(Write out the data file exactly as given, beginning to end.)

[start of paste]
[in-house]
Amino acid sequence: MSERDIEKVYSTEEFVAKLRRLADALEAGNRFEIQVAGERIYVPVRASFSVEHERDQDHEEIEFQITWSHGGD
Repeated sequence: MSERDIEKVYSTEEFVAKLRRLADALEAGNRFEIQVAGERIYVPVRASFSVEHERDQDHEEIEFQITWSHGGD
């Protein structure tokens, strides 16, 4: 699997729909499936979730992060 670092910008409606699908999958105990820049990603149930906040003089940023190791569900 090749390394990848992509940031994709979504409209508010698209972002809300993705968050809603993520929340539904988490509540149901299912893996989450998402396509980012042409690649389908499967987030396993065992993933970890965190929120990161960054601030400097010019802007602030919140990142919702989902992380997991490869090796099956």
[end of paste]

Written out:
[in-house]
Amino acid sequence: MSERDIEKVYSTEEFVAKLRRLADALEAGNRFEIQVAGERIYVPVRASFSVEHERDQDHEEIEFQITWSHGGD
Repeated sequence: MSERDIEKVYSTEEFVAKLRRLADALEAGNRFEIQVAGERIYVPVRASFSVEHERDQDHEEIEFQITWSHGGD
């Protein structure tokens, strides 16, 4: 699997729909499936979730992060 670092910008409606699908999958105990820049990603149930906040003089940023190791569900 090749390394990848992509940031994709979504409209508010698209972002809300993705968050809603993520929340539904988490509540149901299912893996989450998402396509980012042409690649389908499967987030396993065992993933970890965190929120990161960054601030400097010019802007602030919140990142919702989902992380997991490869090796099956």